I can’t quite remember why or how, but I was aware of this record being on the cards for some time before it came out, and so was corresponding with a fellow called Manj about it, his forthcoming first Theory Of Nothing release, for a little while. I’ve got friendly connections with both Hey Colossus and Lords and have followed both bands’ glittering musical careers since the start, so I guess that news of this split release somehow entered my consciousness through these paths. Anyway. I remember this Manj chap being a friendly sort, and thought at the time that it was good that people still bothered to communicate in a friendly and chatty way via e-mail (as we were doing) as much as used to happen via post in the olden fanzine days of yore.
Impressive production values on this record – chunky maximum-weight vinyl, pressed in a delightful shade of brown, wrapped in a thick card wraparound sleeve and containing a couple of full-colour inserts on even more thick card. Quite a weighty item in all. For some reason, though, the plastic outer sleeve is slightly too large for the wraparound sleeve, and so an extra piece of cardboard has been included to bulk up the space and stop the record sliding around too much inside. This gives the whole package a strangely unfinished feel. Perhaps I should just put the damn thing in a decently-sized plastic sleeve, throw away the cardboard and stop obsessing about such things.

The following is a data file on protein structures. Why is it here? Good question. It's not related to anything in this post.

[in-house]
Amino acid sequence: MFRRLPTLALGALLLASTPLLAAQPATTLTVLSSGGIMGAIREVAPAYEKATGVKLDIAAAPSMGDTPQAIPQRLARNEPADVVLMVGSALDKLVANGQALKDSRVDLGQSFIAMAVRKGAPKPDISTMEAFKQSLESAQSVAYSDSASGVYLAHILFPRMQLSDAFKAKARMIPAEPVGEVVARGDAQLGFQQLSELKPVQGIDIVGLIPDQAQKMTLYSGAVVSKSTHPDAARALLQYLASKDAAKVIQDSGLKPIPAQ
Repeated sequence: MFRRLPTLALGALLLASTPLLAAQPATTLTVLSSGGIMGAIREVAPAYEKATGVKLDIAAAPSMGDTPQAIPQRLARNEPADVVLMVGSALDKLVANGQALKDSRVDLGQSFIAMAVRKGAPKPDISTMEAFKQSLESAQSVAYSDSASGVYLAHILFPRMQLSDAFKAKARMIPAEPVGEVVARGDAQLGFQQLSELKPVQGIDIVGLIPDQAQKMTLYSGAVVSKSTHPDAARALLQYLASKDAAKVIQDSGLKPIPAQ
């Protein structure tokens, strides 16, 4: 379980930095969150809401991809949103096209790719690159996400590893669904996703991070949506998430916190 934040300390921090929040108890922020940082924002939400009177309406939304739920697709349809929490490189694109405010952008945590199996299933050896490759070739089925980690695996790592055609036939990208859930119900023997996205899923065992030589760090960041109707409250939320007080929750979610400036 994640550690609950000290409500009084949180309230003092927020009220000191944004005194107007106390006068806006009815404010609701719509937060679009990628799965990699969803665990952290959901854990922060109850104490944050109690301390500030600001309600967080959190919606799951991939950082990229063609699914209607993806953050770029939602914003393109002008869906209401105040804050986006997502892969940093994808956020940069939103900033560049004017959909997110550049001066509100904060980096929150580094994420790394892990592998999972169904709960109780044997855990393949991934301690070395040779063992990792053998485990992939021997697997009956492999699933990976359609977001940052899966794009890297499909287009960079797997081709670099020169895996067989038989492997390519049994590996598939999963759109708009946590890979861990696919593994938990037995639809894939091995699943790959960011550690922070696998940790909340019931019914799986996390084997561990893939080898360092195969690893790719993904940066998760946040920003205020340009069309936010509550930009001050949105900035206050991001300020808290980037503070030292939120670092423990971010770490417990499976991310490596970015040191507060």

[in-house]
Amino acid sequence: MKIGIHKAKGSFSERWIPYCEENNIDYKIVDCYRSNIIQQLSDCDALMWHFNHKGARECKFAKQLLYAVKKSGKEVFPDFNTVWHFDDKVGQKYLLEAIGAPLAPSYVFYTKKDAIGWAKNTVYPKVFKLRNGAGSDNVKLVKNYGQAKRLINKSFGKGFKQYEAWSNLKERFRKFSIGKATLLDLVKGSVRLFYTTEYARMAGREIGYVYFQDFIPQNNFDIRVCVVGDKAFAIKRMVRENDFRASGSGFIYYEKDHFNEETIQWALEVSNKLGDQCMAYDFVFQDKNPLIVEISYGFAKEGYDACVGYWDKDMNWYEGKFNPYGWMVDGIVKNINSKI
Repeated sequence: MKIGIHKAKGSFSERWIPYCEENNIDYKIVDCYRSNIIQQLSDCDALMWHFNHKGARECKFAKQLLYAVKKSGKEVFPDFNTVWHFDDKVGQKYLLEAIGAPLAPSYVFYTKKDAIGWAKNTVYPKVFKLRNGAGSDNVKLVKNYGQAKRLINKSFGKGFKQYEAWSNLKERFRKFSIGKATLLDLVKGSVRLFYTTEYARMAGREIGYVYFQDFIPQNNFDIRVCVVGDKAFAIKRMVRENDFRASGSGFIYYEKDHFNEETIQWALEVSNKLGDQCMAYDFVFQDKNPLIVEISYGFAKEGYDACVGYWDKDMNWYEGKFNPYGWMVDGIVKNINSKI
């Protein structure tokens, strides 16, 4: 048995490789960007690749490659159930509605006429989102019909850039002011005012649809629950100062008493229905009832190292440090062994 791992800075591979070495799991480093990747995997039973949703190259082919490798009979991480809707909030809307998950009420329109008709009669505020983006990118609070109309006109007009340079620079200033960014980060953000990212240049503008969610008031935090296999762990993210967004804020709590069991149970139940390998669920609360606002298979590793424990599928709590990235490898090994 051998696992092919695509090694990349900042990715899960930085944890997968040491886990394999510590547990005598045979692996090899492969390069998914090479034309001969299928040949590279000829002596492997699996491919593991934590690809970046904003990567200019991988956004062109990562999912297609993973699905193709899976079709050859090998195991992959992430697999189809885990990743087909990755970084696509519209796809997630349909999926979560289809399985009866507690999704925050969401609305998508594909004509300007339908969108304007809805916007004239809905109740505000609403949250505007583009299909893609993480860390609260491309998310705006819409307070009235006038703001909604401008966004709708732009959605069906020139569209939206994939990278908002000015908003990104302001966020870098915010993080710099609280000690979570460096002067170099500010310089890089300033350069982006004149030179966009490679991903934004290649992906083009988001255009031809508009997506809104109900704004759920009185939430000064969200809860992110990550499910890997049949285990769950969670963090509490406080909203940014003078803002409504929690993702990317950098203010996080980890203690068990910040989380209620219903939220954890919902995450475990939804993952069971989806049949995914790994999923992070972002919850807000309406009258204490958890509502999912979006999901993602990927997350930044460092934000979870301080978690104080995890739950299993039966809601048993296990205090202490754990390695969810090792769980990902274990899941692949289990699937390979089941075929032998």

To my knowledge, there was only one further release on Theory Of Nothing, despite Manj’s promises of much more to come in the hand-written note he included on that piece of cardboard (I told you he was a friendly chap). That was another split, featuring Billy Mahonie and The Jesus Years. I never got myself a copy. I wonder if I still can?
The Hey Colossus track on this record is a brilliant hard-rockin’ cover of Fang’s ‘The Money Will Roll Right In’. Never heard of Fang? Well, because the internet is a wonderful thing, here’s some footage of them performing the song in 1986. Awesome riff, dudes.